Ways To Reduce Stress for Students: 3 Actionable Classroom Tips

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In his book, Mind Rules, John Medina describes key principles on how the brain works. One of these principles is “Stressed brains do not learn the same way as non-stressed brains.” Emotional instability can lead to chronic stress and chronic stress affects concentration, language processing, problem-solving, and memory (Medina, 2008). More specifically, children who are anxious about their learning, their abilities, their homework–almost anything–will have elevated levels of cortisol, the hormone associated with stress. What does this mean? Increasingly teachers need to find quick and easy ways to reduce stress for students. 

Determining the emotional state (and thus the readiness to learn) of each of the students in front of us is a complicated task. One in which we channel time and effort into structures such as morning meetings to help us gauge students’ readiness for learning. However, with the ever-increasing numbers of students who have difficulty self-regulating, it is imperative that we find other solutions for helping to reduce students’ stress in the classroom. 

 As educators we need to be aware of how our behavior and expectations affect our students. It may be possible to reduce students’ stress levels by integrating these three principles into our classroom instruction: 

1. Design Classroom Environments that Support Learning

Our classroom environment is more than the decor on our walls. The environment is a reflection of how we want students to think and feel while they are learning. To that end, focusing on positive relationships with our students is one of the most effective ways we have of ensuring that our classroom environment supports students’ emotional states as well as their learning. 

“A great classroom conveys to all students, ‘This is hard, but you can do hard things, and I’m not willing to let you settle for less.”  – from Fulfilling the Promise of the Differentiated Classroom – Carol Tomlinson

One of the most important factors in building positive relationships is creating a respectful, safe environment for students. No student wants to feel anxious, embarrassed by their living conditions or lack of knowledge and skill level. Teachers who have positive relationships with their students strive to find ways to make students feel supported and capable. They do not lower expectations by diluting the curriculum or teaching solely below grade level, but instead they create safe environments for learning and risk taking. Ideas for fostering positive relationships and classroom environments include, but are not limited to:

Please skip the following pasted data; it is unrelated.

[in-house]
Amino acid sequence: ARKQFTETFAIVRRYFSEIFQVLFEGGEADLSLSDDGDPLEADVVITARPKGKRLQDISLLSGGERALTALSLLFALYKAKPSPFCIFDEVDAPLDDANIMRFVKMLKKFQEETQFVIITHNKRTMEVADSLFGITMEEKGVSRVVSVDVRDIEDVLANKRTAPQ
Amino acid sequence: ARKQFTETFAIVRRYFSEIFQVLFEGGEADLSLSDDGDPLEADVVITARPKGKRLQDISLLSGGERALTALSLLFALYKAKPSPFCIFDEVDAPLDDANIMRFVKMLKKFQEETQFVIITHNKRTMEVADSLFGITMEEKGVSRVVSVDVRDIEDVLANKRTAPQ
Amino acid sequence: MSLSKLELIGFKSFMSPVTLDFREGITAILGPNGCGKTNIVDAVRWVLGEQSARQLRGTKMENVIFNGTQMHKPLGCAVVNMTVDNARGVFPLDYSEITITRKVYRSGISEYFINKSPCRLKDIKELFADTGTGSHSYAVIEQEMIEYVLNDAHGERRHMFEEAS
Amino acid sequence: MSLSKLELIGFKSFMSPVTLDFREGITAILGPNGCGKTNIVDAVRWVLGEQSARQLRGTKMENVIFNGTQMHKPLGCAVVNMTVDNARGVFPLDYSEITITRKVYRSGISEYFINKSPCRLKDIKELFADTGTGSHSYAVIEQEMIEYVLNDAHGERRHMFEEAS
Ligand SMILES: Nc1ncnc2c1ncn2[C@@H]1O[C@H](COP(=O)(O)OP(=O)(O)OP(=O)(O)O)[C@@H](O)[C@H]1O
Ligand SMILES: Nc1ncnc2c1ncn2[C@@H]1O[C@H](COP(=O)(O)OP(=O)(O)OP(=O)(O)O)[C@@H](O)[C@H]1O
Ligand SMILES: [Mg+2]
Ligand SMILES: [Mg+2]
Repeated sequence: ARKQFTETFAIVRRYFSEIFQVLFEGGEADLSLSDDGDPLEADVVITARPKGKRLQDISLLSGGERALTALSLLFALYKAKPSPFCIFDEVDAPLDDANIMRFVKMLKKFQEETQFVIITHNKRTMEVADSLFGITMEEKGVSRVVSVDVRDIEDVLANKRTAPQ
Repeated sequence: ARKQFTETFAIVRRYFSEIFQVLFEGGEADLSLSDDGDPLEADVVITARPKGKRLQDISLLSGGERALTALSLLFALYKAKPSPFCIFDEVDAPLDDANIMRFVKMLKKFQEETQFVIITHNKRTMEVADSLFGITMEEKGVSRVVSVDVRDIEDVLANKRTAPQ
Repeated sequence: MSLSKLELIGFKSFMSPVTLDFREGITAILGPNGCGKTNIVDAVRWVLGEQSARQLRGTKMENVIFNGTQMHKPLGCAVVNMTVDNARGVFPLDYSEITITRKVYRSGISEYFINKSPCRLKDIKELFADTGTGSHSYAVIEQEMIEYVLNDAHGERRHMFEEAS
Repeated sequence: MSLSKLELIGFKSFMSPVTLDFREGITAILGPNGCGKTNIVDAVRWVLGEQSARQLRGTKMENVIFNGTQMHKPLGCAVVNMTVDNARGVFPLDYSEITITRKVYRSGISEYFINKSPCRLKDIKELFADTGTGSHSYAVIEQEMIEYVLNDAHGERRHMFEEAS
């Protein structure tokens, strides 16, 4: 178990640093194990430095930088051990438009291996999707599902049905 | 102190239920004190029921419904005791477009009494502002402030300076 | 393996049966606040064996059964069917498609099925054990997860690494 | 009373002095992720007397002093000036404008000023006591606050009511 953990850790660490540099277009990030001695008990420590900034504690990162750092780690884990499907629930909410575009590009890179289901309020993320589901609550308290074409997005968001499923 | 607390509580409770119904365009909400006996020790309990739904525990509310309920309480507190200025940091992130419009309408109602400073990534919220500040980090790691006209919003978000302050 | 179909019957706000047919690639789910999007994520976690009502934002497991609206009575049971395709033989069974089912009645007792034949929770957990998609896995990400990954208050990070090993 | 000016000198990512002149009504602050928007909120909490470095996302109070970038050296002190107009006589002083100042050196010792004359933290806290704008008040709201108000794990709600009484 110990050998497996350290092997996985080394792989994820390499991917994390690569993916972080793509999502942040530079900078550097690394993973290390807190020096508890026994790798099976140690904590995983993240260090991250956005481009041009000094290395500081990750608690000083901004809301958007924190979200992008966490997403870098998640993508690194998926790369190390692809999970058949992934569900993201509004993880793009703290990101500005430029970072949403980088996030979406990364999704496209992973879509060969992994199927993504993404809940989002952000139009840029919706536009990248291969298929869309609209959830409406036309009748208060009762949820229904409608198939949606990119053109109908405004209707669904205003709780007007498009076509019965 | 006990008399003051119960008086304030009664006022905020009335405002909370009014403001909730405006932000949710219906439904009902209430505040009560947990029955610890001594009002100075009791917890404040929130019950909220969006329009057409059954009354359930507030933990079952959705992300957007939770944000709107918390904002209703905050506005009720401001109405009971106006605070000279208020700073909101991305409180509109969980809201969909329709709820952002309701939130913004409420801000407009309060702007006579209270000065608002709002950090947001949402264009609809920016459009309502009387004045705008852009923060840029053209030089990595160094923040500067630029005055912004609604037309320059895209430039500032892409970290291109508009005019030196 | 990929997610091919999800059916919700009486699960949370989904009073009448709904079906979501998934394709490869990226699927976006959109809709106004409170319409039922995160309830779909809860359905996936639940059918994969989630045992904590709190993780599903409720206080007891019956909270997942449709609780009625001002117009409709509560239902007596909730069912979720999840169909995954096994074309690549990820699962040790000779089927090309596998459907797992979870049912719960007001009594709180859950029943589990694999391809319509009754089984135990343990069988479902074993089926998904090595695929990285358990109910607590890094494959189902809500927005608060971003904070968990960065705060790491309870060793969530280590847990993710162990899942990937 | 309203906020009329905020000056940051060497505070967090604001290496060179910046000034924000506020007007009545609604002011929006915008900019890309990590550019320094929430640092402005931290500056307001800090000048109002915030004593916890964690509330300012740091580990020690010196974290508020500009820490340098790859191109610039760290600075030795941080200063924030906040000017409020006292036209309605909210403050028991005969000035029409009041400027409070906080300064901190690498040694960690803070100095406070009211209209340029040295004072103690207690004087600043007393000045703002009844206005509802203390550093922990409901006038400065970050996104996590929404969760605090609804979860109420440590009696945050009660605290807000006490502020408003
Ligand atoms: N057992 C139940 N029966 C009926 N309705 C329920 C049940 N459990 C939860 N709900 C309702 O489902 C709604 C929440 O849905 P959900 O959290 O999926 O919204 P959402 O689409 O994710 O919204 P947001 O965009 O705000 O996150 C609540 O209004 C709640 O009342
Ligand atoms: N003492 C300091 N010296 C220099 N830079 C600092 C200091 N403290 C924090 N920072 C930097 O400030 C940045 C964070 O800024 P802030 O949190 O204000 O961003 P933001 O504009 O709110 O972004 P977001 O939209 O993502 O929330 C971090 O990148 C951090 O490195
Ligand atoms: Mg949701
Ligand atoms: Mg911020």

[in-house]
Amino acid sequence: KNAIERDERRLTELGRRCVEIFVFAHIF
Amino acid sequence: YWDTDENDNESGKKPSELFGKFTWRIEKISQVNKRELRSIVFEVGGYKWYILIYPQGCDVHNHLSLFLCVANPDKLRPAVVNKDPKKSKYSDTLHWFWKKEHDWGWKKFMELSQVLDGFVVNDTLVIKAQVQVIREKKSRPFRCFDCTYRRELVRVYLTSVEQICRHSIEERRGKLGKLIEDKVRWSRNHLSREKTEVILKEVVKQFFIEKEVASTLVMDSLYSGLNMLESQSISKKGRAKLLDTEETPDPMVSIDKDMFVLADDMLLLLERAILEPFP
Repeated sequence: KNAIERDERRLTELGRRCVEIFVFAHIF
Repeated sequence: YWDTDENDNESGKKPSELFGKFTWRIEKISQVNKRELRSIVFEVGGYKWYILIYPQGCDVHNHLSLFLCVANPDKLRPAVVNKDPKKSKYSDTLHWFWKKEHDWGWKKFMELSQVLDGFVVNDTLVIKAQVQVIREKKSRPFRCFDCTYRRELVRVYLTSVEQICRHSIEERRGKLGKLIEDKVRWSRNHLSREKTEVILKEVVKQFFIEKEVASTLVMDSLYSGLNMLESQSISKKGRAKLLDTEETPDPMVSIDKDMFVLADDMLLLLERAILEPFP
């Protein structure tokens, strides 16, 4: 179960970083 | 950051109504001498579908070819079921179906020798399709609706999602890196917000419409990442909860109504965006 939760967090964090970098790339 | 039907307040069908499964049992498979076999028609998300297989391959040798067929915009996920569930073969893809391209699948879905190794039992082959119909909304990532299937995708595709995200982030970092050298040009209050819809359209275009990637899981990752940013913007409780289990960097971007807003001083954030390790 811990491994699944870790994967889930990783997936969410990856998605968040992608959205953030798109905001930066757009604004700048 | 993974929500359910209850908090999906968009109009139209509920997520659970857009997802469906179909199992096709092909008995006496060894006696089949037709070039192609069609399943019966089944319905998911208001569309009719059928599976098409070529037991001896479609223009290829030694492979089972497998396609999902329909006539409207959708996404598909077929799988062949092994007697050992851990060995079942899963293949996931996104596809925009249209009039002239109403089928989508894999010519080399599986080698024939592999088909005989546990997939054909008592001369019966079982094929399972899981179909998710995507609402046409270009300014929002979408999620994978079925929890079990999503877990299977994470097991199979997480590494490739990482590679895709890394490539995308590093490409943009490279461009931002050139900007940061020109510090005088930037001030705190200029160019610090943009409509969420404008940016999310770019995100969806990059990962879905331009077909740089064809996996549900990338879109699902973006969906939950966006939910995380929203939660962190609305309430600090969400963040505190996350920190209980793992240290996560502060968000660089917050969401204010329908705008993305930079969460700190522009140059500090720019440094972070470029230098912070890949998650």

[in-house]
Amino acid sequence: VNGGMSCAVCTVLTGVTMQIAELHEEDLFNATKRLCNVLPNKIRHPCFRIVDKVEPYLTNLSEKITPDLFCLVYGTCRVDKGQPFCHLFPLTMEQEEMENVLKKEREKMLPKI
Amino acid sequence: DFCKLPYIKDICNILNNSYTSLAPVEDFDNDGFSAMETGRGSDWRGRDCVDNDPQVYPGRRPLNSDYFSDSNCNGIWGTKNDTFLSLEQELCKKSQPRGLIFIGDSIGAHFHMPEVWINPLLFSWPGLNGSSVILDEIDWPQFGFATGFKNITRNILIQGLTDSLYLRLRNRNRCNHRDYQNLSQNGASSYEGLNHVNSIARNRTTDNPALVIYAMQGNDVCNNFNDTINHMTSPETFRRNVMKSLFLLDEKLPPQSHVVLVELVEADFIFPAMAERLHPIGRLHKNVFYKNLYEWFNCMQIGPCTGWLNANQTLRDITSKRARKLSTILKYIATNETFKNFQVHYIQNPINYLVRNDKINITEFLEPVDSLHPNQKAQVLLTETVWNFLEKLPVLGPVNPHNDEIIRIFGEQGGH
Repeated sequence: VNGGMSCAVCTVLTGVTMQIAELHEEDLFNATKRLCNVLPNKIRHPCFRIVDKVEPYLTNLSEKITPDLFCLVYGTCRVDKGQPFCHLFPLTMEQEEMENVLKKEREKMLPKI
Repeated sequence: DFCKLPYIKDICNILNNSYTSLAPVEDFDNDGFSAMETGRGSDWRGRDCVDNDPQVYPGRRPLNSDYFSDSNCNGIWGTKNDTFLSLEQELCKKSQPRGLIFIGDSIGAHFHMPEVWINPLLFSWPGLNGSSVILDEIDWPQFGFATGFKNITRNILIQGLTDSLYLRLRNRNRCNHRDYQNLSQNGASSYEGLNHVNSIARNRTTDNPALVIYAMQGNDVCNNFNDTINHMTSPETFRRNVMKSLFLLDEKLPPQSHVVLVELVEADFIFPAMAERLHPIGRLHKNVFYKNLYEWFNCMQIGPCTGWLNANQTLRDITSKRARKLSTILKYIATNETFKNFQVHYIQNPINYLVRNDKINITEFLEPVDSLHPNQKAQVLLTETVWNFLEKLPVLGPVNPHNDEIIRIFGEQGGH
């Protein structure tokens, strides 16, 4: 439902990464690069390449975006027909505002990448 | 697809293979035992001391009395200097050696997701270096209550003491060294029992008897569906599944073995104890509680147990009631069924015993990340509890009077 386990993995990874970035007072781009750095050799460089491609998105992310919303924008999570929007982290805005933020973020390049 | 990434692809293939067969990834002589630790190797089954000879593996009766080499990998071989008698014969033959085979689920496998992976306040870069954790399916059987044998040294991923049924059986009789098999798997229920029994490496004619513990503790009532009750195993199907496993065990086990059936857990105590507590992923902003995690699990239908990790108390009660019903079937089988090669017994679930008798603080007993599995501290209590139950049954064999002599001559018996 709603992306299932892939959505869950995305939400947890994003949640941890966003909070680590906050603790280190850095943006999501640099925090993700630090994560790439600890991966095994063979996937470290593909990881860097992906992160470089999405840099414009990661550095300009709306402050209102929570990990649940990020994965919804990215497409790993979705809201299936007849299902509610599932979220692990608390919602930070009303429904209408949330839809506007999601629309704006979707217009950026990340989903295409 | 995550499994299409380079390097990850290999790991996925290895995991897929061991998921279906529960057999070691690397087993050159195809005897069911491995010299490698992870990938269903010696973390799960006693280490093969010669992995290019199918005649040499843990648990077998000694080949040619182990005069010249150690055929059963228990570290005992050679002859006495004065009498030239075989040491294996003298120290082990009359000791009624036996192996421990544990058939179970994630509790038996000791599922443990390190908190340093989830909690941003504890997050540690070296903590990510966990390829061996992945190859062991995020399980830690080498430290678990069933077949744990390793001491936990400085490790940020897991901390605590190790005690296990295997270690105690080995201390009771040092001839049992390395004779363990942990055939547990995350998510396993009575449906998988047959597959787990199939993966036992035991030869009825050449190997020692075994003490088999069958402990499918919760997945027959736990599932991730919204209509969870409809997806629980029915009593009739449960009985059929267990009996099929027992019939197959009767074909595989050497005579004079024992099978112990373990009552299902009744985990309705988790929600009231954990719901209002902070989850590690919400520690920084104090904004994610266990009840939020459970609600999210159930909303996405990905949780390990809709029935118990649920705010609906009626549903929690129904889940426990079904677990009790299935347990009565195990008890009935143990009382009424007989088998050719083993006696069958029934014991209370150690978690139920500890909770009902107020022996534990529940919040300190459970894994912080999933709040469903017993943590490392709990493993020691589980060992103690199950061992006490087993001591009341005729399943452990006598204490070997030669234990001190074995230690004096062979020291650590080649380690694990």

• Standing by the door to greet students by name and with a smile.  
  • Maximizing visual spaces (both in-person and online) to provide learning supports for students such as vocabulary displays and word walls.
  • Reducing “visual noise” by keeping the classroom and workspaces uncluttered and purposeful with visual learning supports.
  • Reducing or eliminating bad noise and replacing it with background noise in appropriate zones.
  • Teaching students speaking and listening structures to encourage discussion and respect among their peers, including Numbered Heads, Think-Pair-Share, and Pairs Square. 

Related Study: Rodrgues, P. and Pandeirada, J. When visual stimulation of the surrounding environment affects children’s cognitive performance. Journal of Experimental Child Psychology. Volume 176, 2018.

2. Plan Lessons To Reduce Learning Stress